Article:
American Chemical Society
ap0c01170_si_001.pdf (1.13 MB)

Photopolymerization of Zeolite/Polymer-Based Composites: toward 3D and 4D Printing Applications

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journal contribution
posted on 2020-12-11, 22:29 authored by Yijun Zhang, Ludovic Josien, Jean-Pierre Salomon, Angélique Simon-Masseron, Jacques Lalevée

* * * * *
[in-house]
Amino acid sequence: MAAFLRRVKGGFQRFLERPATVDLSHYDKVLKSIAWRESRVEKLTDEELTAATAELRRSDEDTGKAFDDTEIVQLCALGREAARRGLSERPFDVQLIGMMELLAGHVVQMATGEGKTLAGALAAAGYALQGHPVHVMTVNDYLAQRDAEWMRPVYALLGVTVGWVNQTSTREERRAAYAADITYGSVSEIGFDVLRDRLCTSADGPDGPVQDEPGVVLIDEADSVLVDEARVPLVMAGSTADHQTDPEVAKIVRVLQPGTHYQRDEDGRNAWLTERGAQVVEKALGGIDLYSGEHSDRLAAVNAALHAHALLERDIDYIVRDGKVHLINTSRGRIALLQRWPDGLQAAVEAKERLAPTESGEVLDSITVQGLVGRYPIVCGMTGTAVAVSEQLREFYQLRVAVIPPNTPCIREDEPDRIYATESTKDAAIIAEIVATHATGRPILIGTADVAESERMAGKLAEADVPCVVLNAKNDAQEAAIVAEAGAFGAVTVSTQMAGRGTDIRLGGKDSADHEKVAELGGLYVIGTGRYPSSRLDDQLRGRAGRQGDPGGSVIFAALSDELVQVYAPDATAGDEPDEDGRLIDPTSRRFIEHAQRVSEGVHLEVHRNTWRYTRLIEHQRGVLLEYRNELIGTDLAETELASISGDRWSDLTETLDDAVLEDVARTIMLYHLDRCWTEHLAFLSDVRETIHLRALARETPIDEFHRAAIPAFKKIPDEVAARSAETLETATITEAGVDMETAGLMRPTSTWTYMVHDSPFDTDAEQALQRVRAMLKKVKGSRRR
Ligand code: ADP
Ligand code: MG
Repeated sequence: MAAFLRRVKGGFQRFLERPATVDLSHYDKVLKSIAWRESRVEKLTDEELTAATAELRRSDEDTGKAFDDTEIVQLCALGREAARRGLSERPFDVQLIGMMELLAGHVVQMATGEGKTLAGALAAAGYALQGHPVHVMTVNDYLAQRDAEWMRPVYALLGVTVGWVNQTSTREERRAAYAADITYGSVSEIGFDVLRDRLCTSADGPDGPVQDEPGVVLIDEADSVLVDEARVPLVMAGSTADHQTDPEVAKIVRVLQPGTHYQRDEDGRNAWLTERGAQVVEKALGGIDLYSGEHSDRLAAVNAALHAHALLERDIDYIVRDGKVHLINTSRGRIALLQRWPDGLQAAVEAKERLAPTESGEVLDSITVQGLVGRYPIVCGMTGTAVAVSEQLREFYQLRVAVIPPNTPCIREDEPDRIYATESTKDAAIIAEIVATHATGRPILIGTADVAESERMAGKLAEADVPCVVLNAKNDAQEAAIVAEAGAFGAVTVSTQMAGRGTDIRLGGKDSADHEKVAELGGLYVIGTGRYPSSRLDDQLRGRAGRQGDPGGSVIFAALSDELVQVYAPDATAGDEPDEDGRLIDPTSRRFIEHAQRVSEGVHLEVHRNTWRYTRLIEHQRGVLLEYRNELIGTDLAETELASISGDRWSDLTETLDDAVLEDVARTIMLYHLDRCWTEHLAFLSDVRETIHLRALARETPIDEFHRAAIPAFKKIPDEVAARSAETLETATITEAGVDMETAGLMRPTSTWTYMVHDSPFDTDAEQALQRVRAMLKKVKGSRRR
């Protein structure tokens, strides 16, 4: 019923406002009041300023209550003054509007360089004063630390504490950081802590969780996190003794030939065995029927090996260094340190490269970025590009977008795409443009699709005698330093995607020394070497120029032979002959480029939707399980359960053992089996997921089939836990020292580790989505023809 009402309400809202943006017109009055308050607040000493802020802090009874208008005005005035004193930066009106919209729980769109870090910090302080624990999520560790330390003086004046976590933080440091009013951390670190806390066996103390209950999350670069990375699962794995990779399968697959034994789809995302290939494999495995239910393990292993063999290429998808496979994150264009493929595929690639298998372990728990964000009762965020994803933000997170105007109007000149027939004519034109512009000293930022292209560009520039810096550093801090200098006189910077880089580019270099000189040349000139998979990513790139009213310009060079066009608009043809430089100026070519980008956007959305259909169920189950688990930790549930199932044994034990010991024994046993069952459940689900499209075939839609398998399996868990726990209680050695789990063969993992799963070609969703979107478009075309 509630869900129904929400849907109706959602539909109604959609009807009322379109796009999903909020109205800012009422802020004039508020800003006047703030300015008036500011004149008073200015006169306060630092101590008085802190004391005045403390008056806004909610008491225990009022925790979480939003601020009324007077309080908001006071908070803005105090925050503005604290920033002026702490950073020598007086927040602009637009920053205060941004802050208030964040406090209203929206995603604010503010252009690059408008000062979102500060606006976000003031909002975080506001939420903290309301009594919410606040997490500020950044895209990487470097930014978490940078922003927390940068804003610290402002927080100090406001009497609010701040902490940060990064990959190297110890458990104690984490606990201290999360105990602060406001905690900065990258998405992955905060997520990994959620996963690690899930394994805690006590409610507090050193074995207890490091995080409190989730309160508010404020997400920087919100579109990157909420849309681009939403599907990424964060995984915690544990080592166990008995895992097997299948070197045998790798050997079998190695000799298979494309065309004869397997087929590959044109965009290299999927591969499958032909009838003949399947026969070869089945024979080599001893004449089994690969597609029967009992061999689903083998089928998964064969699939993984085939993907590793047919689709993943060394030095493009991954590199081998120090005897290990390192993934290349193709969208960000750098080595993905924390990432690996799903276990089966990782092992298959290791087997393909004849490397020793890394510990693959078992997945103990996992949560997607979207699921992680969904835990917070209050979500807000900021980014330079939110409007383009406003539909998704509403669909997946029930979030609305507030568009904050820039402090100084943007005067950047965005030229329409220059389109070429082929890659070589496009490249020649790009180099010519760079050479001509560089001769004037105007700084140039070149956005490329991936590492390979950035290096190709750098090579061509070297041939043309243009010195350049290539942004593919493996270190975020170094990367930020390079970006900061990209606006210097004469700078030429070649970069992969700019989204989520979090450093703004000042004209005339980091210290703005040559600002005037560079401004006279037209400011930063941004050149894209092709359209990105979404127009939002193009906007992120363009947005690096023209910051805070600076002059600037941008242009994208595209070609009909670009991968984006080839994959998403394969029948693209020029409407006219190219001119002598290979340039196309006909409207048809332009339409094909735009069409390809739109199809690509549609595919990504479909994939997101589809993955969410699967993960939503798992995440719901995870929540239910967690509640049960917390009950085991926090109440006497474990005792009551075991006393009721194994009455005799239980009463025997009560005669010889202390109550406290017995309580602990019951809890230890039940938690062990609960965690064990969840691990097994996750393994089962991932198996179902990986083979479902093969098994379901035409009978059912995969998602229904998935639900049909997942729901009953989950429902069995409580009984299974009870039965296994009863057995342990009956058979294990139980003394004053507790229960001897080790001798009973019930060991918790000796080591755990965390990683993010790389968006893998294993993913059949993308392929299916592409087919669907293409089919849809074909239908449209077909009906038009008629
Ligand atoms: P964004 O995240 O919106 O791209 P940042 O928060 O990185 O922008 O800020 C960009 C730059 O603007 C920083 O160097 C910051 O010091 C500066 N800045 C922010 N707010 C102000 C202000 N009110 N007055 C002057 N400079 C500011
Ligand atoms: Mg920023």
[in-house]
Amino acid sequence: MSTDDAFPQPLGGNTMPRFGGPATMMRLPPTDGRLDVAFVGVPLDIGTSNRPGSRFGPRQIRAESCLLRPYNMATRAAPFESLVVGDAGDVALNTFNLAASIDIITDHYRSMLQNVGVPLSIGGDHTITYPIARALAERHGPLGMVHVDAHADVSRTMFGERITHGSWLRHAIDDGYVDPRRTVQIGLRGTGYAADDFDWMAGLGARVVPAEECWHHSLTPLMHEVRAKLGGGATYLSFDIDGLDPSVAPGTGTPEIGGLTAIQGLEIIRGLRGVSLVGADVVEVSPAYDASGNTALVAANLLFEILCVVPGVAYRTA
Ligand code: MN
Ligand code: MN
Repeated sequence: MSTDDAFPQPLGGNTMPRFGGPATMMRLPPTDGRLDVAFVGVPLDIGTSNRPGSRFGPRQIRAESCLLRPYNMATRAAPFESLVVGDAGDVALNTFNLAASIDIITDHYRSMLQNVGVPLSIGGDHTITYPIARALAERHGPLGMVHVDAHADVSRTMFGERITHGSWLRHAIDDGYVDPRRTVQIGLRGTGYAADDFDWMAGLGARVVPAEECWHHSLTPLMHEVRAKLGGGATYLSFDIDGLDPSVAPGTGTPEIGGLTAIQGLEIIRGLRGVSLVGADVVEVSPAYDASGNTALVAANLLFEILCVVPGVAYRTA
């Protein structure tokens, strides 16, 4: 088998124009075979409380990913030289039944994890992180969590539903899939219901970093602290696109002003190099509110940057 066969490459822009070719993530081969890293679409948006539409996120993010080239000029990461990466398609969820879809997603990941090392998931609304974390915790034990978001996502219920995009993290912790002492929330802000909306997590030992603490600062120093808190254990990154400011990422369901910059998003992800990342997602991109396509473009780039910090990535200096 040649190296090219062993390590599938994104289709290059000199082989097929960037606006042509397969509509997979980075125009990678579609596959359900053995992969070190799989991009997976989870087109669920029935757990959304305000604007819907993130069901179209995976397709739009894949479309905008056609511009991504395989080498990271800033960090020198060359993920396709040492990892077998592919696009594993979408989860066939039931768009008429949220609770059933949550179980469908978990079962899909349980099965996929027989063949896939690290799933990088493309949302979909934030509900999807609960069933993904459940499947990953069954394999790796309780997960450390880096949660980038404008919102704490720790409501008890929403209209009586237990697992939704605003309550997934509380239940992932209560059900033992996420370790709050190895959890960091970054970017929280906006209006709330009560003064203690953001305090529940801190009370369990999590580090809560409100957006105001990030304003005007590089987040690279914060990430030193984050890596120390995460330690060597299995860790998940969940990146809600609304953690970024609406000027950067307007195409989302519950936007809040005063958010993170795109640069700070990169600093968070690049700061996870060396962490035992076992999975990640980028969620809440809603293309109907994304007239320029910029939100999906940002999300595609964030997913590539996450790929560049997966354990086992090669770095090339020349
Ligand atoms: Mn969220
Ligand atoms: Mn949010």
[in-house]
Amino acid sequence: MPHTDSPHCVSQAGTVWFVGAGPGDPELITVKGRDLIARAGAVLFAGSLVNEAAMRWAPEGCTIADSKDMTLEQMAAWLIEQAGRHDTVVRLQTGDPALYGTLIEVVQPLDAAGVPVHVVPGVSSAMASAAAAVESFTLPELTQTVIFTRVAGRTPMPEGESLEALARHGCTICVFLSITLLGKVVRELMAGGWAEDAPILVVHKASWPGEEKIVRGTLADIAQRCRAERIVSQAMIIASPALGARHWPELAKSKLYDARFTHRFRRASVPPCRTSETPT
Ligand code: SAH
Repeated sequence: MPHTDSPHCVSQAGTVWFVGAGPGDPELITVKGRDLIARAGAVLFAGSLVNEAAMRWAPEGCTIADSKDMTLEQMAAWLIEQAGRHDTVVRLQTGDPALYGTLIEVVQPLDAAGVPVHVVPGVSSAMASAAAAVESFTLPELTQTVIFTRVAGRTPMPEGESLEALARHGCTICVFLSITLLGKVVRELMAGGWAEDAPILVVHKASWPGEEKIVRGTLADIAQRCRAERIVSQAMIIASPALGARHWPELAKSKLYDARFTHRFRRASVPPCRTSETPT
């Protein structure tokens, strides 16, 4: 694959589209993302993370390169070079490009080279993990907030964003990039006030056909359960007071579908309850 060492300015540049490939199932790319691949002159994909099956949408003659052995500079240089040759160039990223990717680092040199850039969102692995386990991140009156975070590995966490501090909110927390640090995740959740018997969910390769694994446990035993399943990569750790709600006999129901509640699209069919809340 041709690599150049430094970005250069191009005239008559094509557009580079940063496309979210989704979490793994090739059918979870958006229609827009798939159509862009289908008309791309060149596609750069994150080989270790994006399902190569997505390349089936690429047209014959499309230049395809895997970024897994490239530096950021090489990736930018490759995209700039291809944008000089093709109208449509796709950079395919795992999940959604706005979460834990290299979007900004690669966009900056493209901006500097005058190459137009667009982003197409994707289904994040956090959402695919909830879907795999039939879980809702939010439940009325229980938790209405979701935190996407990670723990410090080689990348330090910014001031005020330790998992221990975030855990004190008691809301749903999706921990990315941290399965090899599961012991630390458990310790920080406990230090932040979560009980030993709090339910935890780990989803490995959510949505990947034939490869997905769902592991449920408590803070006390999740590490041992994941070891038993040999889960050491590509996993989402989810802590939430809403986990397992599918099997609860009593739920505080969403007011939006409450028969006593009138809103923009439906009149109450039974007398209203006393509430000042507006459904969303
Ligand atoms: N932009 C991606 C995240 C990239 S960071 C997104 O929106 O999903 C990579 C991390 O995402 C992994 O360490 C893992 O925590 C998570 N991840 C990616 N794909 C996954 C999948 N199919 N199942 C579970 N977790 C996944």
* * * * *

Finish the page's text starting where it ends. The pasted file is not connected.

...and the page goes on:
In recent years, photopolymerization has found wide applications in industry and daily life, especially 3D printing. However, some defective properties of photopolymers limit their development, such as their mechanical properties, density, compressive strength, and functionality. Herein, in this work, we reported the fabrication of composites containing seven different kinds of zeolites used as fillers under mild photopolymerization conditions (LTA-5A was selected as the benchmark zeolite), that is, visible LED light irradiation at room temperature under air. The filler properties affecting the related depth of cure and the enhanced mechanical (the storage modulus increased by 10-fold compared to that of a pure polymer) and functional properties were examined in detail. In addition, the production of 3D patterns was performed through direct laser writing (DLW) as a lithography technique. As a real breakthrough, the 3D printing of zeolite/polymer composites is presented here for the first time with high filler contents (up to 75 wt %) using this stereolithography approach. 4D behavior can be established in the presence of water, that is, the 3D object can change the shape and return to the starting geometry after desiccation. Remarkably, after debinding of the composites by thermal treatment, a high zeolite porosity can be regenerated. Therefore, the 3D printing of zeolites is possible in two steps: (i) photopolymerization of organic/zeolite composites to generate the desired shape, followed by (ii) removal of the organic part by thermal treatment. This work is expected to lead to valuable developments in the field of photopolymerization reactions in highly filled composites (with the filler content exceeding 50 wt %) and thereby expand their potential application for 3D or 4D printing in the fields of, for example, high-performance light-weight materials and adsorption.